Iain Murray, who specializes in the analysis of crime statistics at the Statistical Assessment Service, a Washington D.C., non-profit, non-partisan public policy organization, was skeptical. "These people are comparing apples and pears," he said.

He noted that government's crime statistics have the same problem as its imprisonment statistics -- they lump together Anglo whites and Hispanics. So, when the NCIA improves the quality of the prison statistics but not the crime statistics, it artificially exaggerates the perception that Anglo whites are being treated more leniently.

Further, the more serious the crime (and thus the longer the prison term), the greater the black-white gap. For example, in 1990 during the heart of the crack years, blacks committed 11.4 times more homicides per capita than whites, according to Justice Department statistics. (And that number under-estimated the black-to-Anglo white ratio because the white category included many Hispanics.) By 1999, after a huge increase in the number of blacks in prison, the black-to-white murder ratio was down to only 6.6 to 1.

The NCIA argued, "What is largely driving the expanding prison population is the "war on drugs ... America's prisons are full to overflowing with half of all prisoners confined for non-violent offenses and half of these for drug offenses." It noted, "Admissions to prison for drug offenses increased a whopping 1,040 percent between 1986 and 1996."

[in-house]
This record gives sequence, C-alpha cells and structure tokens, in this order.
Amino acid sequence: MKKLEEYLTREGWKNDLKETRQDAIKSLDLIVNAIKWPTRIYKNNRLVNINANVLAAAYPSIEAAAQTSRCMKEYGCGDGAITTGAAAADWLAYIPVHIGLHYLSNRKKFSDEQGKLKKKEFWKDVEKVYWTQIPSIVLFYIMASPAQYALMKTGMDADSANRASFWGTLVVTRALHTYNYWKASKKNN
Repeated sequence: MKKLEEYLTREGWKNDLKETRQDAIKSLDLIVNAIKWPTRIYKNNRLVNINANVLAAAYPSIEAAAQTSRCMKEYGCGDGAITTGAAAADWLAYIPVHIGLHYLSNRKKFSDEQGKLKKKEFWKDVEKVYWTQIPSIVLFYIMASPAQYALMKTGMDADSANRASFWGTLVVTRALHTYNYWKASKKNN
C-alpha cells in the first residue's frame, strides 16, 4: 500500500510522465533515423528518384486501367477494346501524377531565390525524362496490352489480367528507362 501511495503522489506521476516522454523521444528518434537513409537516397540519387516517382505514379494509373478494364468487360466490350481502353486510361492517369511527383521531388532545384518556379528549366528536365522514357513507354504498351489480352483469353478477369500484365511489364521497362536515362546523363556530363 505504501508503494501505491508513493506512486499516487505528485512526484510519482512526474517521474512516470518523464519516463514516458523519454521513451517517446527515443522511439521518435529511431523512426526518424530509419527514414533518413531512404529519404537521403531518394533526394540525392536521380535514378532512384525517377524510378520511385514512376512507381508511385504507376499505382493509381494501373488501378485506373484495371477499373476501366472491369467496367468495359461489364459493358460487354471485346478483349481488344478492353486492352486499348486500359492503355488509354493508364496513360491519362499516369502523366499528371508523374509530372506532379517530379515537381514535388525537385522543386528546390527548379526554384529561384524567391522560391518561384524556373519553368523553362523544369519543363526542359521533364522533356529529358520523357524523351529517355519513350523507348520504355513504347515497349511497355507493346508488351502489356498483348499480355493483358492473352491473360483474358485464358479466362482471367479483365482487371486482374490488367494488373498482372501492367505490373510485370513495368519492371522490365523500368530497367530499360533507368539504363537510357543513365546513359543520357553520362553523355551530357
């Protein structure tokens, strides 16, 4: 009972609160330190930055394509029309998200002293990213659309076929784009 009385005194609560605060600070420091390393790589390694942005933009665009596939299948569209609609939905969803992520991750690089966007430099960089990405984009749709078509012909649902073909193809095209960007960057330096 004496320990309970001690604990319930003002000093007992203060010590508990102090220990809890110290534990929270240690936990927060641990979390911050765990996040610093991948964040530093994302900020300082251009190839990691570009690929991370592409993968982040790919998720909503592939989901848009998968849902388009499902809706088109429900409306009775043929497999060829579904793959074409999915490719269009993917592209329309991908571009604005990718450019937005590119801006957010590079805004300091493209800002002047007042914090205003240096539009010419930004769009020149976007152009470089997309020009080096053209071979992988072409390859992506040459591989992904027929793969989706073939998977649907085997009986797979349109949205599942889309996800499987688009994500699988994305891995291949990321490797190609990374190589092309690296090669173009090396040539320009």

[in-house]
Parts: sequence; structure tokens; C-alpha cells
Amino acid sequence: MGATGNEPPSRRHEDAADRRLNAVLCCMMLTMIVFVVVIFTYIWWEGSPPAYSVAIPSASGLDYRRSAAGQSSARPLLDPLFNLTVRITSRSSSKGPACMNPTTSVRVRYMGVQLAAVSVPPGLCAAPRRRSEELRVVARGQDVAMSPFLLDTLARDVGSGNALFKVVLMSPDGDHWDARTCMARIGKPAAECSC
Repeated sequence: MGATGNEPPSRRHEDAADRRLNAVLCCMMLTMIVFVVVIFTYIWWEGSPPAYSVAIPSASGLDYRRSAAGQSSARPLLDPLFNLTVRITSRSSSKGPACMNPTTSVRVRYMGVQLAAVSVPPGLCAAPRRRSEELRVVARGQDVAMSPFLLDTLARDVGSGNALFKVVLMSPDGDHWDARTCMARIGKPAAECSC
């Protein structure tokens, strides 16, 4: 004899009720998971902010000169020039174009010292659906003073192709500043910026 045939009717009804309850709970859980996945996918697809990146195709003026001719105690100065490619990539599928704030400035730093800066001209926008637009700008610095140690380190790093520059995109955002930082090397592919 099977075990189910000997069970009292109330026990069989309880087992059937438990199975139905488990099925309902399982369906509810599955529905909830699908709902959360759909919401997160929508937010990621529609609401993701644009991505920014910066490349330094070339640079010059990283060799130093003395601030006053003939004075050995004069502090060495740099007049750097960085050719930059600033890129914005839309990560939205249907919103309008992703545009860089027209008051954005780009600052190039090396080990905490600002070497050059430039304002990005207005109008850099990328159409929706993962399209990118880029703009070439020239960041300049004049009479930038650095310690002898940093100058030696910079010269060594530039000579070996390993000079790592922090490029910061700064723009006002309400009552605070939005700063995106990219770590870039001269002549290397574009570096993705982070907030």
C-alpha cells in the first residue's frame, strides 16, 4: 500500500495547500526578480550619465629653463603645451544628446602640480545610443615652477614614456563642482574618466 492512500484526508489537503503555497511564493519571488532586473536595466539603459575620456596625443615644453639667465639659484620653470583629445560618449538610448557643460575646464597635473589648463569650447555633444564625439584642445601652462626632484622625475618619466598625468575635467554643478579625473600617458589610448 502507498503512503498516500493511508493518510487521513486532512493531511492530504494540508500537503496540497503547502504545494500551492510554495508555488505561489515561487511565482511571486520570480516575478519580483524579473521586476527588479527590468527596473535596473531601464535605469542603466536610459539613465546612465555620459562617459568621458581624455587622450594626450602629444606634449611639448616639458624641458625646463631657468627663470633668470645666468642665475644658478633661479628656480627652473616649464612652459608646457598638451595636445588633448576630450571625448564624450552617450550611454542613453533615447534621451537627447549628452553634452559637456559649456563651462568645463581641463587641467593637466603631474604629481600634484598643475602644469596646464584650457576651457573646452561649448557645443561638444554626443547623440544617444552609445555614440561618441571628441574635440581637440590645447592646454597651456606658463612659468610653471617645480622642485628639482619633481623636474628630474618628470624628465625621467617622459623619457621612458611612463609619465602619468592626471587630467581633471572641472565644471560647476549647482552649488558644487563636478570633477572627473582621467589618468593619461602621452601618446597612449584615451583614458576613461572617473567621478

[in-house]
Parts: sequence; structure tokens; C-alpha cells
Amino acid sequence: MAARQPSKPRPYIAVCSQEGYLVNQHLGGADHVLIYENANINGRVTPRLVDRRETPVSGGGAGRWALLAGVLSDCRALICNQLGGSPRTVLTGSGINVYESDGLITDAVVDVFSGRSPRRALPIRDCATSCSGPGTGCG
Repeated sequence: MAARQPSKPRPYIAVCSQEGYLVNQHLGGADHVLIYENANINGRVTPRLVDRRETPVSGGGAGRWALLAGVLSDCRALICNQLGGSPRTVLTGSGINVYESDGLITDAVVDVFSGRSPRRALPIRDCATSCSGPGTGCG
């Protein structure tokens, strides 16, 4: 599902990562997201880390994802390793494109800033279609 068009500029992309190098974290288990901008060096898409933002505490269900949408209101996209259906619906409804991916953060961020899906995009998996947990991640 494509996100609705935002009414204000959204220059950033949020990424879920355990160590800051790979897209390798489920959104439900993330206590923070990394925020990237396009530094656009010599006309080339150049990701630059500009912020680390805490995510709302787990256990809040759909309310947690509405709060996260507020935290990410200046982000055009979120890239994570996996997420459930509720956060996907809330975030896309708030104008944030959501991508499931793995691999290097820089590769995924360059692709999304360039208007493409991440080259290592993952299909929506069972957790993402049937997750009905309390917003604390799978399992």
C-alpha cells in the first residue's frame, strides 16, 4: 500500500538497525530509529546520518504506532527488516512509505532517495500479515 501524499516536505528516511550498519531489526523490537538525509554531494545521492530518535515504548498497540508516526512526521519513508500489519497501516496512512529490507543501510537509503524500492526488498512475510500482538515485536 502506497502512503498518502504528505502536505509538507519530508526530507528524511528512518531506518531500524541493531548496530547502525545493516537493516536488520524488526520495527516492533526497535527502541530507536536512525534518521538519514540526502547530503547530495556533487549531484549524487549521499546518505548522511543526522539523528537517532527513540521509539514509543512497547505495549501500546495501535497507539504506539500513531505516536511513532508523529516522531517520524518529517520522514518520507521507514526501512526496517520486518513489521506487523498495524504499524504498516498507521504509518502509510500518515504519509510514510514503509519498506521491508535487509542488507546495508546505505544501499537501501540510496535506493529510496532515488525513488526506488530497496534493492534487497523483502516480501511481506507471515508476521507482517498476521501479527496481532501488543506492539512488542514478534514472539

Of course, one should not assume that someone convicted of a non-violent offense is necessarily a non-violent individual. Al Capone, for example, was sent to Alcatraz for tax fraud rather than the numerous murders he oversaw.

Indeed, imprisoning huge numbers of people for crack-related offenses was followed by a remarkable decline in violent crime in the 1990s. Some statistical analysts, such as University of Chicago economist Steven Levitt, argue that the growth of imprisonment accounts for half of the drop in crime.

Nonetheless, the huge growth in the prison population is a serious national issue. The NCIA has helped make possible a more realistic debate by providing more accurate statistics.

Interestingly, crunching the data in the report's appendices sheds light on a number of fascinating topics that did not particularly interest the report's sponsors. (Imprisonment Data by race by state is collected here. And, Ethan Herdrick's data maps showing crime rates by state by ethnicity are here, and here.

For example, "The Sopranos" television drama has revived New Jersey's reputation as a hotbed of white criminals. Yet, to the extent that a tendency to be law-abiding can be estimated from imprisonment rates, that much-maligned state appears in fact to have the second most law-abiding non-Hispanic white people in America. According to a new report that breaks down imprisonment rates by race and ethnicity, white New Jerseyites trail only the notoriously nice white folks of Minnesota in staying out of prison.

Some findings confirm common sense -- for example, whites in fast-living Nevada are more than twice as likely to be in prison as whites in the mostly Mormon neighboring state of Utah.